Thomas Piketty (2013) argued in “Capital in the Twenty First Century” that capital is becoming more and more concentrated in the hands of just a few. This is no news at all for leftists of the past centuries. What is new however, is that there is economic proof for it now. A report from the Economic Forum of Davos, Switzerland, showed that the world’s 8 richest people have the same wealth as the 50% poorest. Among them are Mark Zuckerberg and Bill Gates. It doesn't matter how much they show themselves as good white men that can get by on a single dollar a year, or how many philanthropic foundations they create, they are still an example of the concentration of money. For those who believe in a fair and equalitarian society, this is far from the ideal.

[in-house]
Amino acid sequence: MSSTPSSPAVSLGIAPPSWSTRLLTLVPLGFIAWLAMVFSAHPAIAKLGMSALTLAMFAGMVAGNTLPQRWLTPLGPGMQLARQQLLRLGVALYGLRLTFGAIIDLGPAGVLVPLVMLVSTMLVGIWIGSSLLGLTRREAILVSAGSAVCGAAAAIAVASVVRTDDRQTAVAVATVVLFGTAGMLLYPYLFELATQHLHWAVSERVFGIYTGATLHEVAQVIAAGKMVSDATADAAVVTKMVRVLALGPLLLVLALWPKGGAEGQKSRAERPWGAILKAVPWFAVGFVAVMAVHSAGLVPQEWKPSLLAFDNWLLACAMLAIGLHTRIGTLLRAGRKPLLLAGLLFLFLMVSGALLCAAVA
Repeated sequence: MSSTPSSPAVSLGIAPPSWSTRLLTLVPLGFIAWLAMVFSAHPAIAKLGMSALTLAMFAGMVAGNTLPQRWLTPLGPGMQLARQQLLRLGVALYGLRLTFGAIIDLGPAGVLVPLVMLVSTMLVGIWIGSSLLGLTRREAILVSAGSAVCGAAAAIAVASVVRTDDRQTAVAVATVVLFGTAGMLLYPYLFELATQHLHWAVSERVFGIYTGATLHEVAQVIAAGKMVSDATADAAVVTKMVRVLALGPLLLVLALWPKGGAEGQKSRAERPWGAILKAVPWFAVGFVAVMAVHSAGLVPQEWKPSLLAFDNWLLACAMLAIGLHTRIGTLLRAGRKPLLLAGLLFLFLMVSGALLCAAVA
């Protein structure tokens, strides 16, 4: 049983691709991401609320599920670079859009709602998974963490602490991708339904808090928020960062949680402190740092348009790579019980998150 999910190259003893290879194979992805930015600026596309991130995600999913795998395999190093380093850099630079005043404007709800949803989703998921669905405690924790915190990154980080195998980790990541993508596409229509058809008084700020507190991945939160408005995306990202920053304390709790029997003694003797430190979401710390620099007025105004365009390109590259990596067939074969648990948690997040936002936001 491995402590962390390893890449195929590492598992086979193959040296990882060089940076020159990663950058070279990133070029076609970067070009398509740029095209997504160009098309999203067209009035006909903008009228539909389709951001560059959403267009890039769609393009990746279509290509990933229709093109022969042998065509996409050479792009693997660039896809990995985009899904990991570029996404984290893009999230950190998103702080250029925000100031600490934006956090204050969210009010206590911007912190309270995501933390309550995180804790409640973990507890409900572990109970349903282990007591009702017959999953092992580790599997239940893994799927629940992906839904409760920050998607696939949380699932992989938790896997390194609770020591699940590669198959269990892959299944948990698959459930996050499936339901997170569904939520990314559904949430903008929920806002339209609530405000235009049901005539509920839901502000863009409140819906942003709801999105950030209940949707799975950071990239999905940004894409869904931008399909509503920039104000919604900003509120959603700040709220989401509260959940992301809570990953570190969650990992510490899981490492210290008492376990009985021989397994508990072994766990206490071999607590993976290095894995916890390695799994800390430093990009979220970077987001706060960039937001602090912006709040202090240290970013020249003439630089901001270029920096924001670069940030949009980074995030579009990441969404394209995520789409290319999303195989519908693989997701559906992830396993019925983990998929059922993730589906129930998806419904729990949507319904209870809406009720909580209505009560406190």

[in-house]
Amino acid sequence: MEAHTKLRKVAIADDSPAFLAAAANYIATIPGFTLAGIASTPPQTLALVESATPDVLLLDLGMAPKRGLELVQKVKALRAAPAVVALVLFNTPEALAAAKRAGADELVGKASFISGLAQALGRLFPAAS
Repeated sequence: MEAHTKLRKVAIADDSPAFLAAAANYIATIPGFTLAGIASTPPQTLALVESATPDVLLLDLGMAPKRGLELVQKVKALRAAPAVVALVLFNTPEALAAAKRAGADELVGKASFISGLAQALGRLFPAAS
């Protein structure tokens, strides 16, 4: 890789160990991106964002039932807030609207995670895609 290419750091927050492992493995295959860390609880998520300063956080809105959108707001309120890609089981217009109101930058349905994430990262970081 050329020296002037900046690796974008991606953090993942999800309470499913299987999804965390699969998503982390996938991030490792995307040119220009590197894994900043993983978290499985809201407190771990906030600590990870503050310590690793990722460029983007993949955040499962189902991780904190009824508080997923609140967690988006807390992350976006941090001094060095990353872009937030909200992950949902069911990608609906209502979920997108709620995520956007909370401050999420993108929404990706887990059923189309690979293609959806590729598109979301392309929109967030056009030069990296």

The generation of activists that relied on social media, such as Twitter or Facebook to help spread facts and generate new viral mobilization is certainly endangered

Facebook, Google and computer companies are the establishment themselves. Activists who rely on Facebook posts as a way to impact the public sphere and cause big social changes are doing it wrong. Internet communication companies are not accountable and social media are not equal to philanthropy. Neither are social media a creation from left wing hack-activists who support more freedom of expression or the flow of transparency for public information.